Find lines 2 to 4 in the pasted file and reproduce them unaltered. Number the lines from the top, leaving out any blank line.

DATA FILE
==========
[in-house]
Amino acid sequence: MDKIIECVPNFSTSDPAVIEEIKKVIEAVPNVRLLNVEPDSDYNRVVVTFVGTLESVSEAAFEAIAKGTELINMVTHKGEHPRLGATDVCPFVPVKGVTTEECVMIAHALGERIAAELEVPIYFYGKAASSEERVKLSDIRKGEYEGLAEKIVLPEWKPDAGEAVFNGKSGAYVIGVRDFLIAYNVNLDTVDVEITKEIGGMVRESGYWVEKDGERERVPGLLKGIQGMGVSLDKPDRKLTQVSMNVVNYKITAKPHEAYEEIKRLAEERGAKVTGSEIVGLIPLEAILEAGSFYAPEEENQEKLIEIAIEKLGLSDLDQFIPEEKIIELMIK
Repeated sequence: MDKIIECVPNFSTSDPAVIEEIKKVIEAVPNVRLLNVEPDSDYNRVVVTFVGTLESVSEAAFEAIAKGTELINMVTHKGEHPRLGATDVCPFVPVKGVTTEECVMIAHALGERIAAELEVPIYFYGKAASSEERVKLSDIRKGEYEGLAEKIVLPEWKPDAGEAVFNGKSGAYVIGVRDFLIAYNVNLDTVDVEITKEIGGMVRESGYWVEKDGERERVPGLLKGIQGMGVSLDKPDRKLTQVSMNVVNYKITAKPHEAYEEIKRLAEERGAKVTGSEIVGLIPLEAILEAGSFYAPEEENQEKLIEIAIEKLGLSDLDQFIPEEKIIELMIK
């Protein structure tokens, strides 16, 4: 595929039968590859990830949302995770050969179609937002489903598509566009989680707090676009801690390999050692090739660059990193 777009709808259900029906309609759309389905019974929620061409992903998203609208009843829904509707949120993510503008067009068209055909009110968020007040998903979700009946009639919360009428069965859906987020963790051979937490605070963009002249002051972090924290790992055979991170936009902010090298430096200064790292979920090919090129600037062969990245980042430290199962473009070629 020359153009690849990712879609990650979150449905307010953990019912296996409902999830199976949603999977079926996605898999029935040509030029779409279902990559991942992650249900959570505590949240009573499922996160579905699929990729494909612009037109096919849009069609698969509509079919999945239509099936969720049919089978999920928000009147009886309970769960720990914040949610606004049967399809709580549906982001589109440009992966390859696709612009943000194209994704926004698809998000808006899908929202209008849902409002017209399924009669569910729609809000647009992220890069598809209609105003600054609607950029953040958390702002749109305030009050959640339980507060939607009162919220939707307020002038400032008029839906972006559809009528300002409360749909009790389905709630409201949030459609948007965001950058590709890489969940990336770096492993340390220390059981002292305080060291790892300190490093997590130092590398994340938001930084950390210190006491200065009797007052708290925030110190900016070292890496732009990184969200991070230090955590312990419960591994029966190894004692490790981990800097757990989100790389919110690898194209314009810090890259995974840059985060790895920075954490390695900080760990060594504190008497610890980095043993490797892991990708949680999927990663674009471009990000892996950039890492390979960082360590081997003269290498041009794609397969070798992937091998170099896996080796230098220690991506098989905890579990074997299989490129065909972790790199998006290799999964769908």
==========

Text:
Amino acid sequence: MDKIIECVPNFSTSDPAVIEEIKKVIEAVPNVRLLNVEPDSDYNRVVVTFVGTLESVSEAAFEAIAKGTELINMVTHKGEHPRLGATDVCPFVPVKGVTTEECVMIAHALGERIAAELEVPIYFYGKAASSEERVKLSDIRKGEYEGLAEKIVLPEWKPDAGEAVFNGKSGAYVIGVRDFLIAYNVNLDTVDVEITKEIGGMVRESGYWVEKDGERERVPGLLKGIQGMGVSLDKPDRKLTQVSMNVVNYKITAKPHEAYEEIKRLAEERGAKVTGSEIVGLIPLEAILEAGSFYAPEEENQEKLIEIAIEKLGLSDLDQFIPEEKIIELMIK
Repeated sequence: MDKIIECVPNFSTSDPAVIEEIKKVIEAVPNVRLLNVEPDSDYNRVVVTFVGTLESVSEAAFEAIAKGTELINMVTHKGEHPRLGATDVCPFVPVKGVTTEECVMIAHALGERIAAELEVPIYFYGKAASSEERVKLSDIRKGEYEGLAEKIVLPEWKPDAGEAVFNGKSGAYVIGVRDFLIAYNVNLDTVDVEITKEIGGMVRESGYWVEKDGERERVPGLLKGIQGMGVSLDKPDRKLTQVSMNVVNYKITAKPHEAYEEIKRLAEERGAKVTGSEIVGLIPLEAILEAGSFYAPEEENQEKLIEIAIEKLGLSDLDQFIPEEKIIELMIK
């Protein structure tokens, strides 16, 4: 595929039968590859990830949302995770050969179609937002489903598509566009989680707090676009801690390999050692090739660059990193 777009709808259900029906309609759309389905019974929620061409992903998203609208009843829904509707949120993510503008067009068209055909009110968020007040998903979700009946009639919360009428069965859906987020963790051979937490605070963009002249002051972090924290790992055979991170936009902010090298430096200064790292979920090919090129600037062969990245980042430290199962473009070629 020359153009690849990712879609990650979150449905307010953990019912296996409902999830199976949603999977079926996605898999029935040509030029779409279902990559991942992650249900959570505590949240009573499922996160579905699929990729494909612009037109096919849009069609698969509509079919999945239509099936969720049919089978999920928000009147009886309970769960720990914040949610606004049967399809709580549906982001589109440009992966390859696709612009943000194209994704926004698809998000808006899908929202209008849902409002017209399924009669569910729609809000647009992220890069598809209609105003600054609607950029953040958390702002749109305030009050959640339980507060939607009162919220939707307020002038400032008029839906972006559809009528300002409360749909009790389905709630409201949030459609948007965001950058590709890489969940990336770096492993340390220390059981002292305080060291790892300190490093997590130092590398994340938001930084950390210190006491200065009797007052708290925030110190900016070292890496732009990184969200991070230090955590312990419960591994029966190894004692490790981990800097757990989100790389919110690898194209314009810090890259995974840059985060790895920075954490390695900080760990060594504190008497610890980095043993490797892991990708949680999927990663674009471009990000892996950039890492390979960082360590081997003269290498041009794609397969070798992937091998170099896996080796230098220690991506098989905890579990074997299989490129065909972790790199998006290799999964769908």